Oral Presentation 20th Lancefield International Symposium on Streptococci and Streptococcal Diseases 2017

The INFECT-project; a multicentre prospective study on necrotizing soft tissue infections: from clinics to pathogenesis to intervention. (#69)

Anna Norrby-Teglund 1 , Mattias Svensson 1 , Ole Hyldegaard 2 , Michael Nekludov 3 , Ylva Karlsson 4 , Per Arnell 5 , Malak Kotb 6 , Dietmar Pieper 7 , Vitor Martins dos Santos 8 , Francois Vandenesch 9 , Christoph Reschreiter 10 , Doreen Marsden 11 , Eytan Ruppin 12 , INFECT study group 1
  1. Karolinska Institutet, Stockholm, STOCKHOLM, Sweden
  2. Rigshospitalet, Copenhagen, Denmark
  3. Karolinska University Hospital, Stockholm, Sweden
  4. Blekinge Hospital , Karlskrona, Sweden
  5. Sahlgrenska University Hospital, Gothenburg, Sweden
  6. University of North Dakota, grand Forks, USA
  7. Helmholtz Institute for Infection Research, Braunschweig, Germany
  8. Wageningen University, Wageningen, The Netherlands
  9. University of Lyon, Lyon, France
  10. CUBE, St Valentin, Austria
  11. The Lee Spark Foundation, Preston, UK
  12. University of Tel Aviv , Tel Aviv, Israel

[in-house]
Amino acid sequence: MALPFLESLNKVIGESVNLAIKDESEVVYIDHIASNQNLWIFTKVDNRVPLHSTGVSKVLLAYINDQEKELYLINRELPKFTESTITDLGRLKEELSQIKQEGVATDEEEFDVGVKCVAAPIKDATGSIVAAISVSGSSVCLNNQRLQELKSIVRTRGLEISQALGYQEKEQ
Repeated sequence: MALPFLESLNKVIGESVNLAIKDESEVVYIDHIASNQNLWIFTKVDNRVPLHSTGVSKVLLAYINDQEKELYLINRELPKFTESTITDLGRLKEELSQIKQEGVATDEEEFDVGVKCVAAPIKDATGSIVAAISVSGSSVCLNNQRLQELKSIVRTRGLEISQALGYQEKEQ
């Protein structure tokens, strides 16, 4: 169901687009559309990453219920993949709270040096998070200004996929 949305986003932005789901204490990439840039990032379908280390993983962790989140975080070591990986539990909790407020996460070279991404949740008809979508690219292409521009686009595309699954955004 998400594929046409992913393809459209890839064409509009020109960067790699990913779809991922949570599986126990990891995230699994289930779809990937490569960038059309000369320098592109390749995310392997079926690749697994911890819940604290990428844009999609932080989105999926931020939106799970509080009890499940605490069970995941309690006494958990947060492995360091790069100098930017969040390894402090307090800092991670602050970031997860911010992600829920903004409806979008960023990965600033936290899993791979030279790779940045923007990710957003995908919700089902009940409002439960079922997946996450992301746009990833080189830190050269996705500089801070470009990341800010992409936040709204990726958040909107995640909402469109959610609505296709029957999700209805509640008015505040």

The INFECT-project focuses on necrotizing soft tissue infections (NSTIs), which are rapidly spreading life-threatening infections. Diagnosis and management are difficult due to heterogeneity in clinical presentation, in co-morbidities and in microbiological aetiology. The project builds on eight work packages (WPs) including: WP2, recruitment of NSTI patients and patient samples, and experimental models; a murine NSTI model (WP1) and a human tissue model (WP6). Samples from infected individuals/models are analysed for host and pathogen traits by genomics, transcriptomics, proteomics and metabolomics (WP3-6). All data are analyzed in relation to clinical parameters by integrated computational modelling (WP4) to identify involved pathways/networks and disease traits that are used for development of novel diagnostic tests (WP7). WP8 aims to disseminate and exploit the results through implementation of improved guidelines and novel diagnostics and therapeutics. In INFECT, >400 NSTI patients have been enrolled and >6000 biobank samples collected. Beta-hemolytic streptococcus was the most common cause of infection. Through a forward systems genetics approach using BXD mice, the IL1β network was identified as a key network involved in modulating the susceptibility to infection. This was further supported by analysis of patient plasma and tissue biopsies as well as infected human skin tissue model. Other key findings of INFECT include, among others, identification of 1) bacterial biofilm in infected tissue which can contribute to reduced antibiotic efficacy, and 2) bacterial pore-forming toxins as central mediators of tissue necrosis.